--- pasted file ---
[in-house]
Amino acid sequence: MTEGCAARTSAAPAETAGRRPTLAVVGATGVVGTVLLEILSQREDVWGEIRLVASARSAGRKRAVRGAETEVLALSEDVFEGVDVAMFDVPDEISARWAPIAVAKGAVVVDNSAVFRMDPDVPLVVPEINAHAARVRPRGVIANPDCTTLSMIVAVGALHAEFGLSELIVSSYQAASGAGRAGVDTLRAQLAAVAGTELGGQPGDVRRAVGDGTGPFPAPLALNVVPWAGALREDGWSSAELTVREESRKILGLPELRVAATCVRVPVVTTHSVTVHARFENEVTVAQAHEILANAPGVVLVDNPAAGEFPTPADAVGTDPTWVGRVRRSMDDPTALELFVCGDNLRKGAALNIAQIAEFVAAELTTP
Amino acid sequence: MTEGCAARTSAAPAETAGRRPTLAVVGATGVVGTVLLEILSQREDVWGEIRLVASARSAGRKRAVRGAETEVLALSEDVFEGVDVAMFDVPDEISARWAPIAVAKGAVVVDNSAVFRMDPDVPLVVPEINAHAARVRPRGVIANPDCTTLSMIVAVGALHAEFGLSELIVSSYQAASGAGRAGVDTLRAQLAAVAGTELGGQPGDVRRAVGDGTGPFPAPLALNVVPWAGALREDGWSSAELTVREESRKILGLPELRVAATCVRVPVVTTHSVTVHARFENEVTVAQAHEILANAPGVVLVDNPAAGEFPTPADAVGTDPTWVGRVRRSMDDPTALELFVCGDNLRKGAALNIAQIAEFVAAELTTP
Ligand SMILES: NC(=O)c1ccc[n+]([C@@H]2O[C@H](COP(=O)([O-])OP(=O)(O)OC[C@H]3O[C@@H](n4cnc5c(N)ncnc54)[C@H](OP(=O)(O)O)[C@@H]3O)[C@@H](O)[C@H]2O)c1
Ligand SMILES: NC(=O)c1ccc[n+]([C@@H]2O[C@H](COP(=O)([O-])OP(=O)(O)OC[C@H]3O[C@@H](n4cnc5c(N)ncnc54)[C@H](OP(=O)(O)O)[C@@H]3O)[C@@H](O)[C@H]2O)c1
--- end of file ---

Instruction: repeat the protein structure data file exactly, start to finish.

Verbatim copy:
[in-house]
Amino acid sequence: MTEGCAARTSAAPAETAGRRPTLAVVGATGVVGTVLLEILSQREDVWGEIRLVASARSAGRKRAVRGAETEVLALSEDVFEGVDVAMFDVPDEISARWAPIAVAKGAVVVDNSAVFRMDPDVPLVVPEINAHAARVRPRGVIANPDCTTLSMIVAVGALHAEFGLSELIVSSYQAASGAGRAGVDTLRAQLAAVAGTELGGQPGDVRRAVGDGTGPFPAPLALNVVPWAGALREDGWSSAELTVREESRKILGLPELRVAATCVRVPVVTTHSVTVHARFENEVTVAQAHEILANAPGVVLVDNPAAGEFPTPADAVGTDPTWVGRVRRSMDDPTALELFVCGDNLRKGAALNIAQIAEFVAAELTTP
Amino acid sequence: MTEGCAARTSAAPAETAGRRPTLAVVGATGVVGTVLLEILSQREDVWGEIRLVASARSAGRKRAVRGAETEVLALSEDVFEGVDVAMFDVPDEISARWAPIAVAKGAVVVDNSAVFRMDPDVPLVVPEINAHAARVRPRGVIANPDCTTLSMIVAVGALHAEFGLSELIVSSYQAASGAGRAGVDTLRAQLAAVAGTELGGQPGDVRRAVGDGTGPFPAPLALNVVPWAGALREDGWSSAELTVREESRKILGLPELRVAATCVRVPVVTTHSVTVHARFENEVTVAQAHEILANAPGVVLVDNPAAGEFPTPADAVGTDPTWVGRVRRSMDDPTALELFVCGDNLRKGAALNIAQIAEFVAAELTTP
Ligand SMILES: NC(=O)c1ccc[n+]([C@@H]2O[C@H](COP(=O)([O-])OP(=O)(O)OC[C@H]3O[C@@H](n4cnc5c(N)ncnc54)[C@H](OP(=O)(O)O)[C@@H]3O)[C@@H](O)[C@H]2O)c1
Ligand SMILES: NC(=O)c1ccc[n+]([C@@H]2O[C@H](COP(=O)([O-])OP(=O)(O)OC[C@H]3O[C@@H](n4cnc5c(N)ncnc54)[C@H](OP(=O)(O)O)[C@@H]3O)[C@@H](O)[C@H]2O)c1